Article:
Any Need for #Never Again Walkout?

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The #Never Again walkout that occurred at Whitney Young in response to the events of the Parkland shooting involved students chanting phrases including, “all our lives mean nothing if they keep their murder weapons. Never again. Never again. Never again,” “protect kids, not guns,” and “we call bs”.

While the validity of these claims is certainly an issue, that will be addressed in my next article. For background on the events, read my previous article. The issue that is the focus of this article is why the walkout existed in the first place.

Moments of silence, memorials, and fundraisers are typical of schools in response to events like those in Parkland. These events pay respect, allow for remembering lost ones and reflection, and even directly benefit those that are suffering the most. What occurred at Whitney Young was not in the same class as these responses. At Whitney Young there was a walkout. Not something completely because of students but organized by the administration itself, complete with an assembly in the gym in a way that only occurs during pep rallies. Students were designated to stand in front of the crowd, chanting, speaking, even later using megaphones to make all sorts of claims.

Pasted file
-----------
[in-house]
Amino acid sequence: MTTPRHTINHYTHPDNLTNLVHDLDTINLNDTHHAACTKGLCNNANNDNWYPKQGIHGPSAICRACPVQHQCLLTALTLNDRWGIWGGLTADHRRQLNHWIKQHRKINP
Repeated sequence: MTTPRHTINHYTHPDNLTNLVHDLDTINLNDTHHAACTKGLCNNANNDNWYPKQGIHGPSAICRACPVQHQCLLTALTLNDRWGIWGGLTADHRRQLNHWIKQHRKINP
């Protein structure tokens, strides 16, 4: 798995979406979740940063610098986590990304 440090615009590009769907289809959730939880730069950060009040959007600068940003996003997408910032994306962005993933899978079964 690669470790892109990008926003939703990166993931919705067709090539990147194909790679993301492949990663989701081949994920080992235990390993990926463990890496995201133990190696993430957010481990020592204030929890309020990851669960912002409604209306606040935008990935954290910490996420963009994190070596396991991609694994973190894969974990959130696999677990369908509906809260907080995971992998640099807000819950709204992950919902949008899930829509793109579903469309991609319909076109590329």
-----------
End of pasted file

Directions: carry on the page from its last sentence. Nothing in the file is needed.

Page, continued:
This raises the question what the walkout was for and what it is targeted at, as well as what should never again occur and who that message is directed at, along with how any of this actually makes a difference.

According to Merriam Webster, a walkout is, “the action of leaving a meeting or organization as an expression of disapproval.” In this case the students walked out of the school to express their disapproval of the shooting. Why a walkout was needed to express disapproval is a question I cannot answer, but what I do know is that walking out is at the cost of being in class and learning, and at what benefit to the students? What does walking out help them gain? A feeling that they made a difference? But what difference did the walkout even make? Would it make more of a difference if each person at the walkout did something productive like send a letter to a congressman or raise money? Dr. Kenner believes, “students have a right to express their opinion”. Jeff Guo, 18’ explained that “it’s difficult to raise much money at school by just selling food.” Mike Steve, 21’ commented, “I enjoy seeing students caring about an issue so much.

I will explain further the issues with the walkout in my next article on the Beacon website.

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